CRUZATTE: As was mine!

LEWIS: … and Drouillard is our best shot.

MADELINE: Best shot?

DROUILLARD: Game, ma’am. I shot a good many animals for our food.
John here, he cooked it all up good and prepared it for us.

LEWIS: Our best fisherman was Private Silas Goodrich over here. He
caught a lot of Bass, Trout, Catfish and Salmon.

MADELINE: Salmon? I’m not familiar with that fish.

GOODRICH: They are plentiful on the other side of the mountains.
We… none of us cared for the flavor much. The meat is orange in
color, and we tired of it quickly. At times there was nothing else
to eat, so we would trade with the Indians for dog.

CAROLINA: You ate dogs?

(later… another sketch)

The scene opens with Francis Scott Key sitting and writing in his
journal and William Beanes is pacing back and forth. The sounds of
guns and bombs are heard in the distance. These men are aboard a
ship.

BEANES: Francis, what is that you are so faithfully writing? Your
journal? You are so disciplined to be able to write even when this
battle is at hand just beyond our reach.

KEY: I find comfort and peace in my writing. It is almost like a
time to be with my heavenly Father. Nothing poetic just now, William.
This has just been a reporting of the facts.

BEANES: Pray… do share what you have written. It will surely pass
the time better than listening to this constant shelling that has
continued all day and throughout the night.

SKINNER: (Entering) I think it might be dying down. It is hard to
watch as they continue to attack our beautiful Baltimore.

BEANES: Francis has been writing it all down. I just asked him to
read to us what he has written: His account on the happenings of
this dreadful night.

SKINNER: Oh…yes. Please do. I would love to hear how you have put
this all together in your thoughts.

KEY: (To Beanes) It is not a dreadful night, my friend. You are
alive and are going back with us. Our mission was a success. There
is a bright spot in this drear. This is what I have written:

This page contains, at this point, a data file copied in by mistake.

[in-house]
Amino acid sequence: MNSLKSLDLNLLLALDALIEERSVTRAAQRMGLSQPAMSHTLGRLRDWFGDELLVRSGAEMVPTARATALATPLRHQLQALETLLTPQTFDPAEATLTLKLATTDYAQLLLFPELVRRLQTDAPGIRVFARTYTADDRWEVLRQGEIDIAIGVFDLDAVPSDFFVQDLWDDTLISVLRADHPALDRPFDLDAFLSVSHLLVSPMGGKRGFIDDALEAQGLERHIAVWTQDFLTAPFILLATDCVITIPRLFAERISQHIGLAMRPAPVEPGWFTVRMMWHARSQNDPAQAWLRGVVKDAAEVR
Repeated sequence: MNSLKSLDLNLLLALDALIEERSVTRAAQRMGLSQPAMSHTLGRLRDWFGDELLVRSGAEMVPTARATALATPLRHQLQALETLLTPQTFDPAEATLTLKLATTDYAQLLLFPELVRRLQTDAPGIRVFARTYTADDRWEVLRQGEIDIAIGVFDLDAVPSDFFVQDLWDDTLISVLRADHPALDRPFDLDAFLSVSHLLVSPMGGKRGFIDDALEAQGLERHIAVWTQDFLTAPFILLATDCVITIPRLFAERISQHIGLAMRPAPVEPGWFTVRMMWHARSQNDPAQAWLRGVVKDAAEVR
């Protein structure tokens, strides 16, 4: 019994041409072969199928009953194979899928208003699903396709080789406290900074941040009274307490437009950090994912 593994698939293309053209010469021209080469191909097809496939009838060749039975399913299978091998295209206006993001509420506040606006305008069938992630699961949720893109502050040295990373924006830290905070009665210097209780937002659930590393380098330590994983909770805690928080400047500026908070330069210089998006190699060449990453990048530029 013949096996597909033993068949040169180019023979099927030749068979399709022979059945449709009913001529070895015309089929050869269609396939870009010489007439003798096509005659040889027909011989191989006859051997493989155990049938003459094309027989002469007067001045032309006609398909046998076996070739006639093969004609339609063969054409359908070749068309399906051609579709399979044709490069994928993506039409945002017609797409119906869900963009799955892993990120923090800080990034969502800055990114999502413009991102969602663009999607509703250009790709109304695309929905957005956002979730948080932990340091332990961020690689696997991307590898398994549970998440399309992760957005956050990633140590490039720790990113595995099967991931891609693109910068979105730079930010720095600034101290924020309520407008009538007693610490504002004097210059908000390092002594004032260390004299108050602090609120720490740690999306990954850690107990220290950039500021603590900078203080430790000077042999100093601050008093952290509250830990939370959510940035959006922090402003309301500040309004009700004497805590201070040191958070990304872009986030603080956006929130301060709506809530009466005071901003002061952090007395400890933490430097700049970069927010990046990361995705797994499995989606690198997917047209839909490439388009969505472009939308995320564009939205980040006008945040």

Sept. 14, 1814, Chesapeake Bay. I rejoice this day and give my
eternal and grateful thanks to the Almighty for His mighty protection
and the glorious conclusion of our task set before us and the
answers to our fervent prayers. For by His providence, He has
allowed us to negotiate and secure a release of my friend, Dr.
William Beanes, who was being held prisoner by the British after
they attacked and burned Washington D.C. My companion on this
journey has been Colonel John Skinner, who acts as a prisoner of war
exchange agent for the government. We sailed down the bay on a
truce ship and met the British fleet “Tonnant” yesterday. The
British agreed to let us take William with us, but we were detained
for days and held aboard the HMS Surprise, while they proceeded
with their attack on Baltimore. I fear that Fort McHenry has taken
a beating that they will not be able to recover from. The joy of
having my friend back with me and freed from his imprisonment has
kept me through this long night where no one could possibly sleep
during the constant sound of guns and bombs. I dare say we have not
slept these 36 hours. I trust that God in His mercy will see us
through yet another battle and ultimately a sure victory. That is
all I have written as I have no more parchment. As you see, not
poetic.

1 review for Founders Of Freedom

  1. Thanks Warren, I am really, really pleased… I am very excited… This is a HUGE blessing to me. Thanks for your hard work on this. I’d like to do this again and I am also going to recommend you to several other Master’s directors as a resource for program scripts and ideas……I was very happy with what you gave us to work with.

    Lori Lane, Artios Academy, Lawrenceville, GA

Add a review